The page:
Bereznowska topped the women’s group with 158.3 miles. Stephanie Gicquel (France) and Gorzata Pazda-Pozorska (Poland) were very close in second and third with 157.35 and 155.5 miles, respectively.
Sorokin broke his own 24-hour world record. His splits on the way were 2:50 for the marathon, 6:50 for 100k, and 11:06 for 100 miles. At the 24-hour mark, he had totaled an incredible 198.6 miles. That’s 7:15 per mile. His old record was 192.2 miles. That’s just amazing. It’s easy to lose track of his records, but in addition to again breaking the 24-hour world record, Sorokin also holds the six-hour, 100k, 100-mile, and 12-hour world bests. Check out our news article about Sorokin’s new 24-hour world record.
Andrzej Piotrowski (Poland) totaled an outstanding 186.7 miles for second and Marco Visintini (Italy) was third with 179.2 miles. Piotrowski’s distance ranks fourth fastest ever.
Run Rabbit Run 100 Mile – Steamboat Springs, Colorado
The 10th annual race had a $75,000 prize purse with $15,000 to each of its winners. That’s just incredible. Money stretched seven deep.
Annie Hughes for the win, again! The 24-year-old won the Coldwater Rumble 100 Mile in January, won the Cocodona 250 Mile in May, won the High Lonesome 100 Mile in July, and now won the Run Rabbit Run 100 Mile! She did this one in 21:26. She’s registered for October’s Javelina Jundred Mile too.
Tara Dower edged Mary Baughman for second in a very close race, 23:08 to 23:10.
I’ve been hearing it all year long, watch out for Richard Lockwood, and he leveled up. Lockwood ruled the race’s second half and won by over an hour in 18:01. One-hundred-mile man Arlen Glick overtook 100-mile rookie Nick Elson late for second, 19:04 to 19:12.
Hughes teamed with 12th-place male Peter Mortimer to win an additional $5,000 as part of the two-person team competition too.
Tor des Géants – Courmayeur, Italy
Tor des Géants is the OG 200-mile race. Officially it goes for 330 kilometers (205 miles) with an enormous 24,000 meters (78,740 feet) of elevation gain.
Sabrina Verjee (U.K.) won the women’s race in an astounding 80:19. The course was different than in the past, but it appears that the race will recognize the time as a new course record. Verjee was much faster than anyone else before, and is the first female finisher under 85 hours.
Silvia Trigueros (Spain) was the race’s longtime leader and chasing her fourth win, but couldn’t match Verjee late and finished second in 84:58. Sandrine Béranger (France) was third in 89:40.
Jonas Russi (Switzerland) won the men’s race in 70:31. Russi was said to have slept only 17 minutes during the entirety of the race. Also, he incredibly was eighth at UTMB only two weeks earlier. Simone Corsini (Italy) and Andrea Macchi (Italy) were second and third in 75:27 and 76:43, respectively.
Defending champ and course record holder Franco Collé (Italy) did not finish.
Heavy snow impacted the end of the race and forced the race’s stoppage, along with the longer 450k race too.
Additional Races and Runs
Self-Transcendence 3100 Mile Race – Queens, New York
The world’s longest certified road race started on September 4 and runs for 52 days. Runners have been ringing the 0.55-mile urban loop and need to hit almost 60 miles per day to make 3,100 miles before the event’s end. Huang Lan Yang (Taiwan) is first woman, and Andrea Marcato (Italy), the winner of the 2021 race, currently leads the men’s race. The pair have covered some 864.9 and 1,005.9 miles through 14 days. Scoreboard.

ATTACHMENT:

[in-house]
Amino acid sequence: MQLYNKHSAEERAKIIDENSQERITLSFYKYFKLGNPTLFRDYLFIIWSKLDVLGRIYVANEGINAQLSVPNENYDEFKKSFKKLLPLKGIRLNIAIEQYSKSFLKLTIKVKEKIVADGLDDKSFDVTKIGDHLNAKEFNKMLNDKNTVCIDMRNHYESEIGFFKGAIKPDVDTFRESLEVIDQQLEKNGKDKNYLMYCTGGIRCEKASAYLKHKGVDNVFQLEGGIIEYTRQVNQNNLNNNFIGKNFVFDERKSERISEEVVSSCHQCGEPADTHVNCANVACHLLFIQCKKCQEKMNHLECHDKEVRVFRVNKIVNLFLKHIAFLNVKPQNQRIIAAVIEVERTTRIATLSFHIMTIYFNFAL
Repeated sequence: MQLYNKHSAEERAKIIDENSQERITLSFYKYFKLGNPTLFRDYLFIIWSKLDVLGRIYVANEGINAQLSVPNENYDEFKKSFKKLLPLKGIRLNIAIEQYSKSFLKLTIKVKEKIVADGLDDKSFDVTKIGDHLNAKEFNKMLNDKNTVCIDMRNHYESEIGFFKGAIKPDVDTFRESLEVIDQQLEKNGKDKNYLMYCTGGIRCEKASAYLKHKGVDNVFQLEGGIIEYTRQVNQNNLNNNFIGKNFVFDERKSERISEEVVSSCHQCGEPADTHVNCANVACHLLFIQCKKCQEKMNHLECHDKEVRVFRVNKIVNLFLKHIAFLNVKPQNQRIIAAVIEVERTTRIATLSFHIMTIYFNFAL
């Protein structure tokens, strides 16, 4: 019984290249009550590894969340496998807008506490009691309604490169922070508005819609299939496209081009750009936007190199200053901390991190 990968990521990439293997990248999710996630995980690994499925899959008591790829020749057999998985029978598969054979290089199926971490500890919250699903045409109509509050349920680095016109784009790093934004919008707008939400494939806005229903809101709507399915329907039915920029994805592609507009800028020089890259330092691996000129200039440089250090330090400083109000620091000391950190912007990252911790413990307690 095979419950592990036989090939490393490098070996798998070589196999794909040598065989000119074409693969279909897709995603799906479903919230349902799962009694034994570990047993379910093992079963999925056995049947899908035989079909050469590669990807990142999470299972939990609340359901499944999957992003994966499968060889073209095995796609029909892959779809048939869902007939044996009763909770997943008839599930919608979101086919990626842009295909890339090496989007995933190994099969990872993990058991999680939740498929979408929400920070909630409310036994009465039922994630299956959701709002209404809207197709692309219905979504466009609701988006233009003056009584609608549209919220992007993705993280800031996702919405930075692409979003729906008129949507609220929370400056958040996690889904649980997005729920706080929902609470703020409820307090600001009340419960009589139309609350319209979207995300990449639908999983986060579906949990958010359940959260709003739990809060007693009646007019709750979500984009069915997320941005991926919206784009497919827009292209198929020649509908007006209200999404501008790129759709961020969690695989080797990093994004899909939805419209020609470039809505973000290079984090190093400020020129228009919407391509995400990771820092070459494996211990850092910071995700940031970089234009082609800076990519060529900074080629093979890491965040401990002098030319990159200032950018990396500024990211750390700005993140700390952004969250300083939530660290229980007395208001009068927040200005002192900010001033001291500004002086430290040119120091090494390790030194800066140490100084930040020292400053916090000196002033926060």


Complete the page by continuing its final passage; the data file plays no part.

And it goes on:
EMU 6-Day – Balatonfured, Hungary
Balatonfured; I was there last month! But I definitely didn’t run for six days in a row like this group. This is the foremost six-day race in the world. Zsuzsanna Maráz and Gábor Rakonczay, both of the host country, won with 472.6 and 524.5 miles, respectively. Maráz won Spartathlon in 2018 and 2019. Rakonczay is a bit of an extreme athlete with a number of transatlantic expeditions among his adventures. Full results.
4 Peaks Mountain Challenge – Ficksburg, South Africa
The 24k race around Moolmanshoek Private Game Reserve crowned Nicolette Griffioen and Collin Kanyimo as race winners in 3:24 and 2:50. Griffioen was a repeat winner and improved her course record from a year ago by 20 minutes. Kanyimo, last year’s third placer, won a close race by just over two minutes. Full results (when available).
Trail des Dents du Midi – Vérossaz, Switzerland
Penelope Freedman (USA) and Jean-Philippe Tschumi (Switzerland) won the 31k mountain run in 2:59 and 2:13. Later results included Americans Maria Dalzot and Brian Tinder in third and ninth, respectively. Full results.
U.S. Adventure Racing Association National Championship – Bishop, California
Max King was part of the second-place coed team, finishing the race in 27:08. Surely there were some other ultrarunners taking part too that we haven’t identified? Leave a comment to let everyone know! Full results.
Noble Canyon 50k – Pine Valley, California
Jade Belzberg and Gabriel Kline were champs in 4:54 and 4:00. Full results.
Flagstaff to Grand Canyon Stagecoach Line – Flagstaff, Arizona
Michelle Blackard and Paul Gesl led the 100-mile race in 25:03 and 20:52, and Rachel Buzzard and Caleb Schiff topped the 55k in 5:17 and 4:56. Full results.
Golden Leaf Half Marathon – Aspen, Colorado
Lindsey Knast and Galen Burrell raced from Snowmass to Aspen the fastest in 1:50 and 1:39, respectively. Full results.
Hocking Hills Indian Run – Logan, Ohio
Karina Zapiecki and Harvey Lewis won the 60k run through Hocking Hills State Park in 6:54 and 5:02, respectively. Lewis is just a few weeks out from a return trip to Big’s Backyard Ultra. Full results.
Barkley Fall Classic 50k – Wartburg, Tennessee
Andrea Larson and Aaron Bradner endured the Frozen Head State Park course the best, winning in 10:02 and 9:28. It was Bradner’s ninth finish of this race. He was second a year ago. Full results.
Grindstone 100 Mile – Swoope, Virginia
It was the race’s 15th year and Shannon Cebron and Daniel Frank were race winners in 24:25 and 18:29. Full results.
Georgia Jewel 100 Mile – Dalton, Georgia
Shannon Wheeler-Deboef and Zachary Nelson were victors in 22:59 and 22:43. Just 21 minutes separated the first four overall finishers. Full results.
Call for Comments
- I had a good Saturday, grabbing a line of two 14ers and three 13ers in Colorado, and that was fun for me. What’d you get into?
- What other race results can you share in the comments section?
- Were you at any of the races covered in this article? Leave a comment to share more color.